ASHLAND, Ohio — Several years ago, while I was helping with a summer program for the children in the village of Savannah, Ohio, I realized the library was not readily accessible to some of the children.
Learning our local library was taking the discards from used book sales to a recycling center, I was able to rescue the unwanted children’s books. The youngsters eagerly took many books, but hundreds more were left.
An Ashland County, Ohio, group was going to Kentucky at Christmas time that year to take food, clothing and other necessities to the poorest area in the United States. My husband and I delivered about 300 pounds of books to local volunteer coordinator, John Robinson.
That January we received a thank-you note and learned that John, along with other volunteers, spent several days in Harlan County, in southeastern Kentucky. They had filled a 26-foot box truck, plus a 53-foot semi-trailer, with goods to deliver to the people in need there.
Other groups and loads of donations from several other states also arrived there for an annual Christmas giveaway, set up as a “drive through.” Some families waited in their cars overnight, with the line going for miles. Some walked long distances. More than 900 families came. Families were given appropriate clothing, food, toys, diapers, bicycles, blankets and household items. Local churches helped with more volunteers, lodging and meals.
Hit hard by mines closing
Closing of most of the coal mines in the last few years triggered extensive unemployment, with the resulting economic and social problems. The people of Harlan County and surrounding areas face a bleak future.
The few mining jobs available are hundreds of miles from home. Locally, there are few opportunities for employment that pay enough to live decently and adequately care for a family. One school bus driver receives only $75 in his paycheck.
Many residents find themselves trapped. Where to go? How to get to a new job if the vehicle, bought in better times, requires repairs or has been repossessed?
There is even the sad irony that these coal miner families of eastern Kentucky cannot even afford coal to heat their homes nor to retrofit their furnaces to burn wood. There are some government initiatives to assist the miners in training for new occupations and grants for relocation. Such programs are limited in time and numbers, and the needs outweigh the resources. More than 6000 miners were laid off just in the last few years and stricter federal air regulations, effective in 2016, are expected to close more mines.
“What we need most of all, is industry, someone to take a leap forward and invest in Harlan County,” said Donna Pace of the Harlan County Community Action Agency.
“Southeast Kentucky people are proud, hard-working people, but we need jobs to break the cycle of poverty. We have re-trained some of the workforce for jobs in other places, both in state and out of state, but this will always be home.”
After I learned more about this region’s hardships, I wanted to try and get more discarded library books to Kentucky where they would be appreciated. So my husband, Phil, and I drove 900 miles, round trip, to deliver half a ton of books and to learn more. The books were welcomed and we were able to talk with some local residents.
They gave insight into life there, as well as connections to other individuals who could tell of their experiences. Those conversations and further research paint a picture of many families suffering, not just financially, but also emotionally and socially. One little girl at a church program was not her usual cheerful self and when asked why, she replied, “I don’t feel well. It’s not my day to eat.”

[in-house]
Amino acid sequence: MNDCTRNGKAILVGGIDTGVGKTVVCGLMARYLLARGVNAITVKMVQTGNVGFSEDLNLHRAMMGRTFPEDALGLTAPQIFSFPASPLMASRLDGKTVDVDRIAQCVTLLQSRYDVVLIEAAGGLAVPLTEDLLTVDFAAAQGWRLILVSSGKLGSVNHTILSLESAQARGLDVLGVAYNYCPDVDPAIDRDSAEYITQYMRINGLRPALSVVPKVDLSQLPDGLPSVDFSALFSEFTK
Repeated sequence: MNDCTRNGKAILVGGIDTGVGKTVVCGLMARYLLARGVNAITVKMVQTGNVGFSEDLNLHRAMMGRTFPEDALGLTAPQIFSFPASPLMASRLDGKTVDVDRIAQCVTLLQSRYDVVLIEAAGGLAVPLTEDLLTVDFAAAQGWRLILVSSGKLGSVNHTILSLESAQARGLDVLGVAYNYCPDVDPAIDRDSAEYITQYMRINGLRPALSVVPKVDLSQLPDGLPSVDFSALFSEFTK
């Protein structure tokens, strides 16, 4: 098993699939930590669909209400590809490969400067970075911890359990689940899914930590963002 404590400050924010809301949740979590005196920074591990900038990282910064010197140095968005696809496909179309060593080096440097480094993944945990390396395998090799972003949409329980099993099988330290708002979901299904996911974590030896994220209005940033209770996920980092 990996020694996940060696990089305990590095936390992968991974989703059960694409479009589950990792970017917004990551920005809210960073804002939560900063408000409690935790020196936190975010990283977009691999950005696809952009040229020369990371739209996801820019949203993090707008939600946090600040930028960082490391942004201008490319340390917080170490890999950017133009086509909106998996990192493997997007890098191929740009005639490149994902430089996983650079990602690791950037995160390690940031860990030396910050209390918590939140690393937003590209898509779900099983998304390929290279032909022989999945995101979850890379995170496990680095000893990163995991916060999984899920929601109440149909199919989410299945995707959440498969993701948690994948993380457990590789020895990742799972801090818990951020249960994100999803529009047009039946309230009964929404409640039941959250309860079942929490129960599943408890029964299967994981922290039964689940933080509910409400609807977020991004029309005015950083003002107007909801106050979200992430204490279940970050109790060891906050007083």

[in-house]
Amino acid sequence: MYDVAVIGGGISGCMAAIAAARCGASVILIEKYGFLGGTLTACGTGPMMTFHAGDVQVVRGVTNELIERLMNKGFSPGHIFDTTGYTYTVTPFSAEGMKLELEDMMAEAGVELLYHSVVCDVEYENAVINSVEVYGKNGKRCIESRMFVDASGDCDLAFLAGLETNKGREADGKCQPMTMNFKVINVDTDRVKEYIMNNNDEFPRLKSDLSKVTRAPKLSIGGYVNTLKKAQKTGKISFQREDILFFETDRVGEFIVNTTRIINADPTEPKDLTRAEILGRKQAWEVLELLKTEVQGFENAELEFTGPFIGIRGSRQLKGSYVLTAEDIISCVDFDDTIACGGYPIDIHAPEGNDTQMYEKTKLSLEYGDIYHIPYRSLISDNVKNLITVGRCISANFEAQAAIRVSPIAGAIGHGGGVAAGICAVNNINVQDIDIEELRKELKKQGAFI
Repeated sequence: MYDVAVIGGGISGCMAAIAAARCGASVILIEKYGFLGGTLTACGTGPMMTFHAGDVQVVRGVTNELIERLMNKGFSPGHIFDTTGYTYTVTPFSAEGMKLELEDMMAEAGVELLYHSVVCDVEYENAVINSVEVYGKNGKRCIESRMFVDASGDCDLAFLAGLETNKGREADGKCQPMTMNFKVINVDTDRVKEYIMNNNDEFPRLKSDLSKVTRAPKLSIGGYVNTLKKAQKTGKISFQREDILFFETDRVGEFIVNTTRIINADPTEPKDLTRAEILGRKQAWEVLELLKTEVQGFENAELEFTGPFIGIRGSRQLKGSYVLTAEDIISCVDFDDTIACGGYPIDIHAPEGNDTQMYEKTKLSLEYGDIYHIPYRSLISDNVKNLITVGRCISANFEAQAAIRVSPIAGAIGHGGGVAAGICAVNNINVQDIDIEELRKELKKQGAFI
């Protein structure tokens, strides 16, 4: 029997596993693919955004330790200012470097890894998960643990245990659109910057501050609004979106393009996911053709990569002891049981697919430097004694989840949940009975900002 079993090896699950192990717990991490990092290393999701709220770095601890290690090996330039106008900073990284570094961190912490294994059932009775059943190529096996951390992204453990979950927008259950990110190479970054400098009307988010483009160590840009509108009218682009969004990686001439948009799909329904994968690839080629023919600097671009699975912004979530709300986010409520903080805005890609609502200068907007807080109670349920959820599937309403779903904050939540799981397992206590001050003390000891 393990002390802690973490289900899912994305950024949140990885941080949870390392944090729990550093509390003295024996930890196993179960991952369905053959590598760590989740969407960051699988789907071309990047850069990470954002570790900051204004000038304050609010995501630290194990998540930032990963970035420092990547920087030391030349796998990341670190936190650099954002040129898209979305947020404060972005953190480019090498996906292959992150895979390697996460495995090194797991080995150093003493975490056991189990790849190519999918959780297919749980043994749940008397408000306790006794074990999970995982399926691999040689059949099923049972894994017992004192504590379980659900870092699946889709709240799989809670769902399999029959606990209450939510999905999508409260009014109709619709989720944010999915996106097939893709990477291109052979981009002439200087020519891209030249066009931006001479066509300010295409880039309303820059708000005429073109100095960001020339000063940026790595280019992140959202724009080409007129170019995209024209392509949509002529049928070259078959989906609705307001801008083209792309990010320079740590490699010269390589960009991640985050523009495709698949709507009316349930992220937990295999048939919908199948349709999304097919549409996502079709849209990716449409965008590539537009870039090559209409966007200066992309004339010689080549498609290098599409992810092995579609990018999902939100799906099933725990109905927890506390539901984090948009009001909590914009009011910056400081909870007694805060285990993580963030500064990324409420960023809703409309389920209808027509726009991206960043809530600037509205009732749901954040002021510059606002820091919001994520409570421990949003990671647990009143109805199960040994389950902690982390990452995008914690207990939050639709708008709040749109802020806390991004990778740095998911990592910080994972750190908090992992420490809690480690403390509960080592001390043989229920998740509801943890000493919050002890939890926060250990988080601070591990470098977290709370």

The problems also go beyond the home life such as volunteer emergency services. Firefighters and emergency medical technicians face a shortage of funds for training, equipment, vehicle fuel and repairs.
What you can do
Empathizing with the plight of those in Kentucky is not enough. Challenge yourself, your civic or church groups, or employer to also become involved, if only for a one-time assistance. What may sound like a daunting proposal actually takes less effort than imagined. Even a pack of garden seeds will reap sincere appreciation.
What happens to the tons of items left after a family or church rummage sale? Many companies and stores have merchandise they can spare. Do other libraries throw away books? It can be surprising how things fall into place once the mission is initiated.
What is needed? Everything. The goal is to get basic, continuing needs such as food, but also things for these people to be more self-sufficient, like plants and tools, canning jars and containers.
Chickens or bees could provide income. They can use nails, shingles, windows and doors to repair homes. Quilting materials, school books and woodworking tools would be greatly appreciated.
Prom dresses would allow teen girls not to miss that life milestone. Craft supplies could become sellable items for tourist gift shops.
Financial donations for “micro-loans” would allow residents to start a small enterprise that, when the loan is repaid, would enable others do the same. Dollars can be multiplied by matching grants and value at food banks.
Everyone knows a friend or relative with a van or truck. Sometimes companies will provide a larger truck for charitable purposes. A one day or week-end trip to deliver goods can be a mini-vacation for Kentucky is a beautiful destination with many natural and recreational venues.
A growing network of local churches and groups there are willing to accept, store and distribute any donations. Those on the contact list are willing to facilitate any efforts to bring relief to the families of eastern Kentucky and coordinate for groups willing to come and assist with projects such as house repairs.
One child, at a church program with food and other good things not accustomed to, asked, “Is this what heaven is like?”